The word "sapphire" has its roots in several ancient languages: the Arabic "safir," the Latin "sapphirus" (meaning "blue"), and the Greek word "sappheiros" for the island of Sappherine in the Arabian Sea where sapphires were originally found.
The Sapphire was in the 'Breastplate of Judgement' of Aaron, described in the bible.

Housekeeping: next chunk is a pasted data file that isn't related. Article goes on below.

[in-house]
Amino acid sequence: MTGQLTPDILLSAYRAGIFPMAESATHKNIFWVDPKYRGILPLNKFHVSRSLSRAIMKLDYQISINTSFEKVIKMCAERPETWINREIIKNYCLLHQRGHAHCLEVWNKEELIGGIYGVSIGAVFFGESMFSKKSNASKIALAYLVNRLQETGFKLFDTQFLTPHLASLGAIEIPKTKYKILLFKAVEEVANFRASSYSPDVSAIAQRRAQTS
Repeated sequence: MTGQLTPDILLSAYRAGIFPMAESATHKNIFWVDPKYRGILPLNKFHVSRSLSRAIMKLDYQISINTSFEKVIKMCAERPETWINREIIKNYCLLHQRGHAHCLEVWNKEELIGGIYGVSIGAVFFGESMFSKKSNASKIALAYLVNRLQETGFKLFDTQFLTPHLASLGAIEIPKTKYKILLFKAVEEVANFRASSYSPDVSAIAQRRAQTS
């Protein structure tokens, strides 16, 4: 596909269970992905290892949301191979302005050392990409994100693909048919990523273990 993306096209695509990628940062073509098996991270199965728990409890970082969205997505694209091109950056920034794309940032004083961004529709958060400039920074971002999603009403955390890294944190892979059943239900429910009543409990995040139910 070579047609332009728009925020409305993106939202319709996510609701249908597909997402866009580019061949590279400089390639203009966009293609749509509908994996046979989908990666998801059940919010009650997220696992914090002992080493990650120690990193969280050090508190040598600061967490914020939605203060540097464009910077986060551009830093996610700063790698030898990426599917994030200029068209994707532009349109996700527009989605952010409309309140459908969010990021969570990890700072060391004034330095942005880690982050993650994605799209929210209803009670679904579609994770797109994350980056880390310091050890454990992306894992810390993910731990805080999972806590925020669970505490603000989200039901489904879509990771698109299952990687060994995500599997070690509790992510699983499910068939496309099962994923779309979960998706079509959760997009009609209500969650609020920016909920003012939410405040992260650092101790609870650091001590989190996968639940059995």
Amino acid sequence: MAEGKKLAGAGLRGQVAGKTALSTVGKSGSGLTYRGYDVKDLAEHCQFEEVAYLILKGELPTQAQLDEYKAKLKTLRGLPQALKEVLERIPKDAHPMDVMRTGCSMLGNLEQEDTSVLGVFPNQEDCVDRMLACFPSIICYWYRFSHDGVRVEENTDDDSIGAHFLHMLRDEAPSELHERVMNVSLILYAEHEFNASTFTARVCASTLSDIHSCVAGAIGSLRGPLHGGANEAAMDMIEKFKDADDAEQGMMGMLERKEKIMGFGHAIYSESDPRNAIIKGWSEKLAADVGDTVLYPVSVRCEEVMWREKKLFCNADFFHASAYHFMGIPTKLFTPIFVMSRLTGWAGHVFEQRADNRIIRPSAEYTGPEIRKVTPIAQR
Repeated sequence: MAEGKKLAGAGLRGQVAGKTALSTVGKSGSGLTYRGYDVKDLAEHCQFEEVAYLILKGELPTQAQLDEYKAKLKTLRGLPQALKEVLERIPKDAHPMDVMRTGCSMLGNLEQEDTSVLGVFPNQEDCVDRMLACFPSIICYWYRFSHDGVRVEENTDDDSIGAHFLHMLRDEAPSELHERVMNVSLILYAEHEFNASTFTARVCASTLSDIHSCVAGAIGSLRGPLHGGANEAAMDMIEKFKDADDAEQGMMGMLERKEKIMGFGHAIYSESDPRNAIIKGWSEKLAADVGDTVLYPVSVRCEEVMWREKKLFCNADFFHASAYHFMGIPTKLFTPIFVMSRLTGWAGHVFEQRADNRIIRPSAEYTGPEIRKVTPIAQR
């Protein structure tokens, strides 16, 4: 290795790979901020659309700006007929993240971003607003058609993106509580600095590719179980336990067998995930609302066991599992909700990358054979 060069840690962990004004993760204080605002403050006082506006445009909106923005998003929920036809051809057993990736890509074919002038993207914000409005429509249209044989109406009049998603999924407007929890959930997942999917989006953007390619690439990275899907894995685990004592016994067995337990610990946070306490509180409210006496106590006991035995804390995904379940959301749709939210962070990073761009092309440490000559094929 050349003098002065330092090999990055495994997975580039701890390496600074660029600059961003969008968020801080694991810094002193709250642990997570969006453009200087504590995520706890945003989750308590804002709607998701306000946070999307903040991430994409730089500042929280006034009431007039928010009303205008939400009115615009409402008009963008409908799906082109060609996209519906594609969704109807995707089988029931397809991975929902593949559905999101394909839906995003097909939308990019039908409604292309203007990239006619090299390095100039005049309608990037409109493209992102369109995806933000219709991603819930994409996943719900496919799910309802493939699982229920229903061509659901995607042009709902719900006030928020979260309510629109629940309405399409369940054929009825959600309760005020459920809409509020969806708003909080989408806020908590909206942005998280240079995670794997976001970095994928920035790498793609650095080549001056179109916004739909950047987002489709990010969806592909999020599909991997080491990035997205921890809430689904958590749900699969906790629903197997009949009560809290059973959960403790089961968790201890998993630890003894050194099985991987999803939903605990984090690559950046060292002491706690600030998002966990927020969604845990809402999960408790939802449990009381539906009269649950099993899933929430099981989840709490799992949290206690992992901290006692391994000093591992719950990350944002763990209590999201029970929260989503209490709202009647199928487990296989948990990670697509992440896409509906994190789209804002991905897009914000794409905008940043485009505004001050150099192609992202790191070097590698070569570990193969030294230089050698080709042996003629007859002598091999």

The Ancient Persians called sapphire the "Celestial Stone", and they believed that the earth rested on a giant sapphire whose reflection gave the sky its color. Before and during the Middle Ages, it was worn by priests as protection from impure thoughts and temptations. Medieval kings of Europe used sapphires in rings and brooches, believing that it protected them from harm and envy. Warriors presented their young wives with sapphire necklaces so they would remain faithful. It was believed that the stone's color would darken if worn by an adulterer or adulteress, or by an unworthy person.